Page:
MINNEAPOLIS (WCCO) — When it comes to maintaining a healthy weight, many of us are struggling…and so are our kids.
In the U.S., more than one-third of adults are considered obese – 36.5 percent to be exact. About 17 percent of children are obese.
A year-and-a-half ago, specialists at Allina Health created a strategic approach to help families.
Dr. Bradley Linden is the head of Allina Health’s Kids, Teens and Young Adults Weight Management Program.
“We have some ideas on what causes the disease, but it is more complex than simply how much you eat and how much activity you engage in,” Linden said.
He sees patients at Abbott Northwestern Hospital.
“We are treating teenagers — 13, 14 years of age — who have developed type 2 diabetes, who are on blood pressure medication for hypertension, they’ve got obstructed sleep apnea,” he said. “They are sick, sick with the disease of obesity.”
He worries about more than just the health risks they face, but also the emotional implications of being overweight.
“Oftentimes obesity disease will impair their ability to meet those normal developmental milestones,” he said. “That’s normal socialization, participation in certain activities.”.
The weight management program allows children and teenagers to meet with a team of specialists, like dietitians, physical therapists and psychologists, twice a week.
“Once we get people in the door, they realize the desire we have to help them…and they want to here,” he said.
Linden says lack of sufficient sleep is contributing to the problem.
“They’ve got a lot going on in school,” he said. “They are doing a lot of studying and may not be able to get all the sleep they need,” adding that fatigue is a factor in weight gain.
This weight management program is open to young people under the age of 25. It’s often covered by insurance.
Doctors at Allina Health also say there are surgeries now that can help alter the body’s hormones to prevent obesity.
Here’s how Allina Health described the program in a press release:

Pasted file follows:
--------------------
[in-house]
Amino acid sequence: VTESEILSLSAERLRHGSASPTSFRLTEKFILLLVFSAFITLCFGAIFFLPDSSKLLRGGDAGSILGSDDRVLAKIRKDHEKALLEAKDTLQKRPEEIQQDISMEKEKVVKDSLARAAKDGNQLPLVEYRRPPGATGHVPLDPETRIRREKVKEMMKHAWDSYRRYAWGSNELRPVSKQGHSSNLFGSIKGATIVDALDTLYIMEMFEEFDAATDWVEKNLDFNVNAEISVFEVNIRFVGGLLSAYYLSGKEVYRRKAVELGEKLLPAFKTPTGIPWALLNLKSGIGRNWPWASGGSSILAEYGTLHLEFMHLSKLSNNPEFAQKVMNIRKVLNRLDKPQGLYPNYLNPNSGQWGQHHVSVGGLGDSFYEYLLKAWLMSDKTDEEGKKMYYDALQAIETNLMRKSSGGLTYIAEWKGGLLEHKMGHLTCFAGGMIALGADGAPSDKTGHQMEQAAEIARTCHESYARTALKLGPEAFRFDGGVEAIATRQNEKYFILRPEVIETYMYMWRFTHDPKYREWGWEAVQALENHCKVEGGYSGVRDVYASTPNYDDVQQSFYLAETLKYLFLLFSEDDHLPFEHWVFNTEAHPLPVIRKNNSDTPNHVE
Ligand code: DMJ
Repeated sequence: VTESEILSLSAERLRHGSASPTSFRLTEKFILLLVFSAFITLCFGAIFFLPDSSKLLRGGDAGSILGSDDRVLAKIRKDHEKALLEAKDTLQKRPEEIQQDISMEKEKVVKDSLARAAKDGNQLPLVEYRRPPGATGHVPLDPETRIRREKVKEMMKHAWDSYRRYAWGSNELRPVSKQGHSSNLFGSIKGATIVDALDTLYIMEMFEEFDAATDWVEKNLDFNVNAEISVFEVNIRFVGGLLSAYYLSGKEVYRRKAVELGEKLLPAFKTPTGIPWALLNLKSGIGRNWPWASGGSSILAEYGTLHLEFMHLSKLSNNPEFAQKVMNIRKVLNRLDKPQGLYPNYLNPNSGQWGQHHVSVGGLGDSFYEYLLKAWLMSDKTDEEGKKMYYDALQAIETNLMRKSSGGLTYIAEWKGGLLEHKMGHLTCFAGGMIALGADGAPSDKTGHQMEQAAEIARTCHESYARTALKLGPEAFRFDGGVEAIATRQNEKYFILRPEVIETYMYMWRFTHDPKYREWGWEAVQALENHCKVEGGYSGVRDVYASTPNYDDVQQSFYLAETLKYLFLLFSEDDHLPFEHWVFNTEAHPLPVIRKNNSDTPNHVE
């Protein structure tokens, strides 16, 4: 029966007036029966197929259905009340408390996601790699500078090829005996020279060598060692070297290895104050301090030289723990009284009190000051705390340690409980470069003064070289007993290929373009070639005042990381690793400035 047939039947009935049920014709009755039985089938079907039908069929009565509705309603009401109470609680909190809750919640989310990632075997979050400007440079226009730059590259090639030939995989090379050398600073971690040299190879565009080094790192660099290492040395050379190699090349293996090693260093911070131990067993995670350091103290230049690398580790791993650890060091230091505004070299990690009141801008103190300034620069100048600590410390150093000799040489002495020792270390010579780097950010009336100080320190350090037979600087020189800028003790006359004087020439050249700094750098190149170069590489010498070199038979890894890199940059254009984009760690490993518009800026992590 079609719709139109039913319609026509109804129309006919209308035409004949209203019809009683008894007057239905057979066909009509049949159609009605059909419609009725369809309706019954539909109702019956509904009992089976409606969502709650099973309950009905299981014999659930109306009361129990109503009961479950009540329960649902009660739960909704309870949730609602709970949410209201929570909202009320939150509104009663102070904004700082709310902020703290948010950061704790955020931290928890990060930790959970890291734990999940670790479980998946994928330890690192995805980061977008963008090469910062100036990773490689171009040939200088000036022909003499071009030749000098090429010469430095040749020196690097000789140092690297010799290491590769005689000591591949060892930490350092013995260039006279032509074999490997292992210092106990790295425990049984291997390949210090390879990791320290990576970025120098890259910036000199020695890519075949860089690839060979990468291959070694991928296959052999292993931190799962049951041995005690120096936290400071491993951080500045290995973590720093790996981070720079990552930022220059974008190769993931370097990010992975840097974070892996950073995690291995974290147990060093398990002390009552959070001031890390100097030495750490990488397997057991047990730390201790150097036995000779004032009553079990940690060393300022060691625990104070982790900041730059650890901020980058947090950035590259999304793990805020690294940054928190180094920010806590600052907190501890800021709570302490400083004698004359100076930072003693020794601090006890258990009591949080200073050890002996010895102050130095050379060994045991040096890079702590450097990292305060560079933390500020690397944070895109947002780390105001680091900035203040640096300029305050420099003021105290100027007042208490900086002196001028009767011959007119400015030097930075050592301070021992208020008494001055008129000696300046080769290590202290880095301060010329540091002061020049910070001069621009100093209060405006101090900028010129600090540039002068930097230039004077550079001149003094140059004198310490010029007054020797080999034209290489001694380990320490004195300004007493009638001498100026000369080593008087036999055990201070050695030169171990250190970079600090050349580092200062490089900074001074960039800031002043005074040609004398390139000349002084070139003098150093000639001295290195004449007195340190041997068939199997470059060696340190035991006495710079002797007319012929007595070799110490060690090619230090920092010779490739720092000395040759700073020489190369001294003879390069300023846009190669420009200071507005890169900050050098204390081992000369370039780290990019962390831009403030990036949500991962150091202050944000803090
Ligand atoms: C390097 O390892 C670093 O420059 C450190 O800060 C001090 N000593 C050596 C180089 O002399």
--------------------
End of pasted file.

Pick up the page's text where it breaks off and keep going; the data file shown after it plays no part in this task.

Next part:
The Allina Health Kids, Teens and Young Adults Weight Management Program is specifically geared for people under the age of 25. The goal is to intervene early and avoid severe health issues and diseases related to obesity.
“High blood pressure, high cholesterol, type 2 diabetes and sleep apnea are complications that many young people now face. We believe people of all ages deserve a comprehensive approach to their weight concerns,” said Bradley Linden, M.D., medical director.
The Allina Health Kids, Teens and Young Adults Weight Management Program includes nutrition, activity, and behavior change. Treatment might also include medication and bariatric surgery depending on the severity of disease.
Patients begin with evaluations by a physician, registered dietitian, physical therapist, and psychologist who specialize in the care of young people and obesity. Pediatric specialists in sleep medicine, genetics, gynecology, endocrinology and cardiology are also available to support patients.
After six to twelve months of intensive, medically-supervised weight management efforts, the medical team, patient and family may decide that a surgical option is the appropriate treatment.
Randi Westad, a 17-year-old from Faribault, Minn., was the program’s first adolescent to have weight loss surgery. Westad had lost more than 30 pounds working with the medical team. That kind of success — a weight loss of five to ten percent — improves obesity-related conditions.
But Westad determined surgery was her best option for losing significant weight. The medical team recognized her strong motivation and the support she received from her parents and siblings. And, they had confidence she would follow recommendations following surgery.
“I wanted to improve my health and live a long life, and I was worried about other medical issues that could happen just because of my weight,” she said.